The difference between the number of stator and rotor teeth serves to produce a reluctance profile. The reluctance profile is the map of magnetic reluctance versus position in the air gap for a given combination of rotor and stator. The reluctance profile will rotate relative to the stator as the rotor rotates.
When the reluctance profile matches the symmetry of the magnetic field, the reluctance profile causes rotor 2 to align itself with the magnetic field. A tendency exists for rotor 2 to align as much magnetic material as possible along the flux lines between poles. As mentioned above, this usually causes the rotor to rotate, and is known as reluctance torque. The rotor will only have this alignment tendency if there exist for the rotor rotational positions in which more magnetic material is aligned along the flux path and other positions in which less magnetic material is aligned along the flux path. In such cases, the rotor will move from a position in which less magnetic material is aligned along the flux path, to a position in which more magnetic material is aligned along the flux path. However, in some cases, the reluctance profile of the machine is such that there are no positions in which more magnetic material can be arranged along a flux path. For example, for a purely cylindrical solid rotor, the rotor will not have a tendency to rotate due to reluctance torque, since all positions are magnetically equal. Similarly, if the machine contains a reluctance profile that has an entry point and an exit point in the rotor circumference that are angularly spaced differently to the angular distance between pole centers, the rotor may not produce much, if any, reluctance torque.
In the present example, the rotor contains one reluctance pathway that stretches across the rotor, over 180 rotational degrees (D). With the rotor positioning shown in the diagram, rotor teeth RT0 and RT29 directly facing stator teeth ST0 and ST29 depict the reluctance pathway for the machine. The alignment tendency of the rotor will only exist for this machine if the rotating magnetic field includes poles of opposite polarity 180 D apart.
A reluctance profile for a rotor and stator can be said to consist of rotor regions with low reluctance 3 and rotor regions with high reluctance 4. In the present example, rotor regions with low reluctance 3 are where the center of a rotor tooth directly aligns with the center of a stator tooth. Rotor regions with high reluctance 4 are where the center of a rotor tooth directly aligns with the center of stator slot, between stator teeth. In this example, there are low reluctance regions 3 and high reluctance regions 4. A tendency exists for the low reluctance regions 3 of rotor 2, that is, the aligned teeth, to draw as close as possible to magnetic poles produced by stator 1. The non-aligned teeth are left facing points of minimum magnetic field strength.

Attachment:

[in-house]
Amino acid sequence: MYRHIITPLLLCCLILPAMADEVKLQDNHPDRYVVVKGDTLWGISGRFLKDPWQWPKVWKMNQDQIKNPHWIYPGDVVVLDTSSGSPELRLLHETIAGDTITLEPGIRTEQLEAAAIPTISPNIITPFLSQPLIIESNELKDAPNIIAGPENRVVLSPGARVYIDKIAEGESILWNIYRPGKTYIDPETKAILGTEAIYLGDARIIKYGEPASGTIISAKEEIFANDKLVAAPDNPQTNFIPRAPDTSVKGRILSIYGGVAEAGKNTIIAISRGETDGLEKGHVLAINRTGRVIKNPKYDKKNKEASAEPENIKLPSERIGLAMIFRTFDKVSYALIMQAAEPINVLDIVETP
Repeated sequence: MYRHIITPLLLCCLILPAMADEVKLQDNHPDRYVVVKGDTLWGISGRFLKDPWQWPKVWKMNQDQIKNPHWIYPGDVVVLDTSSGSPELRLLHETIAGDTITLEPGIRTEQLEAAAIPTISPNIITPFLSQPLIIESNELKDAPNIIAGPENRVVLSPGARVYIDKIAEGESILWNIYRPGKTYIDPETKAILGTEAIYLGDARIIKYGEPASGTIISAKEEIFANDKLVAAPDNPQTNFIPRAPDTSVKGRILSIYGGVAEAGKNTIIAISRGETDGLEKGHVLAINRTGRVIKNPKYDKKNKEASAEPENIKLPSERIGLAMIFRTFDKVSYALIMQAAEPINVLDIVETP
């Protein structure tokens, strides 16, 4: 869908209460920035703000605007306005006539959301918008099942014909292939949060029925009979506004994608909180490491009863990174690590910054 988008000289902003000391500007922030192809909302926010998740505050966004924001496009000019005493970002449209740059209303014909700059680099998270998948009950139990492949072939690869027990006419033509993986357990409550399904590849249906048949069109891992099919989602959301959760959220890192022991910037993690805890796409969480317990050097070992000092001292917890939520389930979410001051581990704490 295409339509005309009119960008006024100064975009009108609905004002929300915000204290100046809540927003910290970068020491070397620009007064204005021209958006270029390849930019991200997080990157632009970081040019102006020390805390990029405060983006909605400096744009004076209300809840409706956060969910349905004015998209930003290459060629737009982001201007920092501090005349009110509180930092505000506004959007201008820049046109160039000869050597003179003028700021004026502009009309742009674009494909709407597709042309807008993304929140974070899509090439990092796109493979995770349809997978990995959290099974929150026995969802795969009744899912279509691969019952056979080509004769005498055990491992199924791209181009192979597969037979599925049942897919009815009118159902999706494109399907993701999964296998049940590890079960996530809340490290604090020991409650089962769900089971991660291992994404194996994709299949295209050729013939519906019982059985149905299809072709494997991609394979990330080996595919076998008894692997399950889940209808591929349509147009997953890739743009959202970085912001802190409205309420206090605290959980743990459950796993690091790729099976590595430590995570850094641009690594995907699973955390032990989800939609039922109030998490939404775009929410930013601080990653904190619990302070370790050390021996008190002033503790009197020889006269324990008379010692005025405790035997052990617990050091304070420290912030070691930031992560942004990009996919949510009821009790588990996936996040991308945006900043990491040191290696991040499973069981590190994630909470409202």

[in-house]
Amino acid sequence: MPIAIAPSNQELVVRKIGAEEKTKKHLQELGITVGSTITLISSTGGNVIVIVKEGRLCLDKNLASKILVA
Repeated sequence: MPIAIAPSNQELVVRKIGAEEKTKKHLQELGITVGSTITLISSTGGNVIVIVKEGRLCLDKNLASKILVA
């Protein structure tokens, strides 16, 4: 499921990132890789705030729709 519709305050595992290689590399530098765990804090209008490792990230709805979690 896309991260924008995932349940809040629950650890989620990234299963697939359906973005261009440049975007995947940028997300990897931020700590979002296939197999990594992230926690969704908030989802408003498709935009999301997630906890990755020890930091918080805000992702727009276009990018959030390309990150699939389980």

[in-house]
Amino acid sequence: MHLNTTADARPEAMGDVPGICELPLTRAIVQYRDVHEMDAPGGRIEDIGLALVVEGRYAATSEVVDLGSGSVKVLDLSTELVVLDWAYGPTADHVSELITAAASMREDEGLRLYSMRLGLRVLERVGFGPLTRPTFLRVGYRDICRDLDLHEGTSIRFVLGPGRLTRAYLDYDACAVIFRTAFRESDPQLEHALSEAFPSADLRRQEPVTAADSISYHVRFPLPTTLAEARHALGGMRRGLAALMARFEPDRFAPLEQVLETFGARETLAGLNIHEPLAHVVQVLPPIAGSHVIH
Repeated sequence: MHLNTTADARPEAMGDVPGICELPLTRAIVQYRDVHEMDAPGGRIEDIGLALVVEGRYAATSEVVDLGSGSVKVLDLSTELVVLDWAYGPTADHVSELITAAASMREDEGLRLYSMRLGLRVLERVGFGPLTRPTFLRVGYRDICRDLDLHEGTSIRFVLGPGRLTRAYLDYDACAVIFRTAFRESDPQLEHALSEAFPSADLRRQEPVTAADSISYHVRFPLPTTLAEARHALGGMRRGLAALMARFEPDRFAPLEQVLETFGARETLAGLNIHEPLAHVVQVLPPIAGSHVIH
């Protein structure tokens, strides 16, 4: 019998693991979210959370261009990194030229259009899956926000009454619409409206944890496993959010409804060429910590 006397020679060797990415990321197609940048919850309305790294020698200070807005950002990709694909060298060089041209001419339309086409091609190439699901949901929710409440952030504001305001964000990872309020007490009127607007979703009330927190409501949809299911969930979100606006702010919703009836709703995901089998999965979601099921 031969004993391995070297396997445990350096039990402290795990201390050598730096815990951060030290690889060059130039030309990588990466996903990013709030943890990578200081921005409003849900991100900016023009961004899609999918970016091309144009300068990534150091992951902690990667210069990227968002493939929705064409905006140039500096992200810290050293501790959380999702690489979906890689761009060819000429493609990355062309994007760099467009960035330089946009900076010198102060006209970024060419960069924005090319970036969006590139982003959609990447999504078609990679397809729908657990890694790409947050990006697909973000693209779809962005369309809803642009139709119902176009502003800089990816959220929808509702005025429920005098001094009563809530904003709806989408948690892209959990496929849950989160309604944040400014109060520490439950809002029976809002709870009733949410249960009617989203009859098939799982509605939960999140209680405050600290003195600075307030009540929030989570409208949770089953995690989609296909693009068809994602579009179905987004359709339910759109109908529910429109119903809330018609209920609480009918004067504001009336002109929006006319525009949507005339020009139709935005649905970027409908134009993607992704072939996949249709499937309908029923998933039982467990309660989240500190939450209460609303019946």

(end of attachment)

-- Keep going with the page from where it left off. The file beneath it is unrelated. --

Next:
The effect of reluctance stems from the tendency of iron or steel to line up along a flux path between two magnetic poles. The ‘reluctance’ of a magnetic path depends upon the material in that path. The lower the reluctance of the magnetic path, the lower the energy of the system. In a system containing both air and steel, magnetic flux through steel represents a lower energy state than magnetic flux through air.
Iron filings sprinkled within a magnetic field will twist on their axes until they are each aligned with the magnetic field. Similarly, a rotor with iron projections into an air gap, subjected to a magnetic field, will rotate to align as much iron as possible with the magnetic flux, and effectively reducing the volume of air in the region.
In any reluctance motor, a rotor is arranged in such a way that different rotor positions give different reluctances to magnetic paths produced by the stator coils. With any given stator coil energized, the magnetic path will favor a rotor to be in a particular position. So as different stator coils are energized in turn, the rotor will have to move in order to maintain the lowest reluctance magnetic path for the changing magnetic fields.
As mentioned, the machine shown in
In the machine under discussion, the regions of low reluctance, where the stator and rotor teeth align quite well, could be compared to the long sides of the iron filings, and the regions of high reluctance, where the rotor teeth align with stator slots could be compared to the short sides of the iron filings.
In order to use this machine for reluctance-based operation, the windings of stator 1 are provided with electrical drive to produce a two-pole field. In other words, the machine is wound with a base pole count of two, and supplied with fundamental drive waveform current. A two-pole field is chosen to match the symmetry of the motor reluctance profile, since the combination of stator 1 and rotor 2 produces two regions of low reluctance, 180 D apart, as mentioned above, and a two-pole field similarly contains poles of opposite polarity 180 D apart. If preferred, a six or ten pole field also contain poles of opposite polarity 180 degrees apart, and third or fifth harmonic drive waveform could be used to generate these magnetic fields. However, the extra poles that these fields contain could detract from the effectiveness of the reluctance torque produced.